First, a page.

You can clone with
gdb -p $!
# In GDB
p dup2(open("/tmp/stdout", 1), 1)
p dup2(open("/tmp/stderr", 1), 2)
# Back in shell
I've not seen it done quite like this before. I like it!
It might be a bit cleaner with something like nohup $you_command_and_arguments_here 2>/tmp/stderr 1>/tmp/stdout to avoid the overhead of all the ptrace's that go on in gdb. Also, disown's implementation is defined to be shell-specific (in other words, do what works for your shell), whereas nohup uses system-level commands to abandon it's parent, so you are less likely to have strange side-effects if you try it on a non-bash shell.
nohup $you_command_and_arguments_here 2>/tmp/stderr 1>/tmp/stdout
Yeah it's definitely cleaner to do it that way, if you're organized :) I would make it even a simpler and just run it in screen or tmux. Though I know I regularly start long-running tasks before realizing how long they are going to take, so this is a quick hack to get around it.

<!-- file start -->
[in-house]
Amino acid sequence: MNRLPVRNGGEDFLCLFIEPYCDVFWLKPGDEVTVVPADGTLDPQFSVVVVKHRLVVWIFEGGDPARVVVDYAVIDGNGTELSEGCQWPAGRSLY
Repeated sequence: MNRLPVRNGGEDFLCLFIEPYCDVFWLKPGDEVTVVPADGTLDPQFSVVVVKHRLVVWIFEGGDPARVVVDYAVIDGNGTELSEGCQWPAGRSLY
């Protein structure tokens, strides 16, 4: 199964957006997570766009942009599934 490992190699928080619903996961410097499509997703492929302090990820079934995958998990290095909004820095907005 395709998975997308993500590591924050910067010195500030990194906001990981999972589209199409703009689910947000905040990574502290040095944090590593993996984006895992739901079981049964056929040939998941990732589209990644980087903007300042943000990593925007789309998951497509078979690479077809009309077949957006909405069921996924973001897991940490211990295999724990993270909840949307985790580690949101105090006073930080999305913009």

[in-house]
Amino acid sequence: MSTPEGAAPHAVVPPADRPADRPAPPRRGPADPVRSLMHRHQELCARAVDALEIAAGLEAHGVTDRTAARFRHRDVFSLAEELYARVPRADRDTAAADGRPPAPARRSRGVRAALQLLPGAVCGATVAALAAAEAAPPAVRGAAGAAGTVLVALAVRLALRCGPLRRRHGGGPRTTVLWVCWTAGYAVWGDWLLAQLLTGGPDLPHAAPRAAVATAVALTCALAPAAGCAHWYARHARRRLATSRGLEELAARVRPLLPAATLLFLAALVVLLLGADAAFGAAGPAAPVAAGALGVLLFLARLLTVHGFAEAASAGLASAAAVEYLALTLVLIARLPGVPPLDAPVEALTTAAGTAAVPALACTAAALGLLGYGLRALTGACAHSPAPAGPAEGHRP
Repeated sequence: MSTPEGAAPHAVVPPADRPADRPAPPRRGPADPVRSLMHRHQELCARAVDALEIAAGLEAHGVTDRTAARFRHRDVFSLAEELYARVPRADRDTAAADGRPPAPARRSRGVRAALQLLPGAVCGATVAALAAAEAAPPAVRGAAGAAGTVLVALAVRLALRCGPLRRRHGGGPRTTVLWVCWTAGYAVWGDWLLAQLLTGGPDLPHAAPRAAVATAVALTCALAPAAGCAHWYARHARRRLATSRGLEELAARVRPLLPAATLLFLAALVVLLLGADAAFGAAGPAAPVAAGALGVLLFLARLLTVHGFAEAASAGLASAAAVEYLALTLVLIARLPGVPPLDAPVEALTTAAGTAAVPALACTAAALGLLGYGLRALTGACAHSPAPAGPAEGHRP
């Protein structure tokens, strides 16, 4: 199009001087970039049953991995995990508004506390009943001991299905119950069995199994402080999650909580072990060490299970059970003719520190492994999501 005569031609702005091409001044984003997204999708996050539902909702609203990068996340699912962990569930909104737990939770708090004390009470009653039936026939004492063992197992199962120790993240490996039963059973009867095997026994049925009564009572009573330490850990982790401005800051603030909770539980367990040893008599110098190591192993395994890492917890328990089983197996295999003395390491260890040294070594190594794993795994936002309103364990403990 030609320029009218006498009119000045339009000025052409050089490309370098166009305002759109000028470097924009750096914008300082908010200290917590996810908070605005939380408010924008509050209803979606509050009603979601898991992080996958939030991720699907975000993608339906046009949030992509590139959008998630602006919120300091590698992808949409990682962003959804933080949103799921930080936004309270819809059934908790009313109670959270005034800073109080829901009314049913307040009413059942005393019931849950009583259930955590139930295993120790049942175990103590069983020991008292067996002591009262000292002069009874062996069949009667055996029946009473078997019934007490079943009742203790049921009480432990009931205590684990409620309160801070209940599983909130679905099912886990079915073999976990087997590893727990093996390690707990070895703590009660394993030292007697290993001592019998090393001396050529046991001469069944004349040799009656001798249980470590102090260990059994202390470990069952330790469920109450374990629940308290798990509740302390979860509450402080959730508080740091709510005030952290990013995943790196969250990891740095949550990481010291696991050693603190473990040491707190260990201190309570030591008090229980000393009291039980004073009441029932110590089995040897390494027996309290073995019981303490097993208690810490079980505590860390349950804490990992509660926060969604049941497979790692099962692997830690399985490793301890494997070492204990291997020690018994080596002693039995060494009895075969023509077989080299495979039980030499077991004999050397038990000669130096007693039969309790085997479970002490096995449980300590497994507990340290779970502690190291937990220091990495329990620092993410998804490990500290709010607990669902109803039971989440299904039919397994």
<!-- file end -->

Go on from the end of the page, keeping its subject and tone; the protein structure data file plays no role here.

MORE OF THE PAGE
Thomas, I think you missed the point of the gist. This makes sense if you have a process already running and later realize you need to disown it without losing its output. I for one run into this problem often and I really like this solution.
This was linked on Hacker News and in the comments there julian37 pointed out that someone created a bash script to do this called "Dupx".
Edit: And of course, thank you to bringing this tool to my attention. Very useful.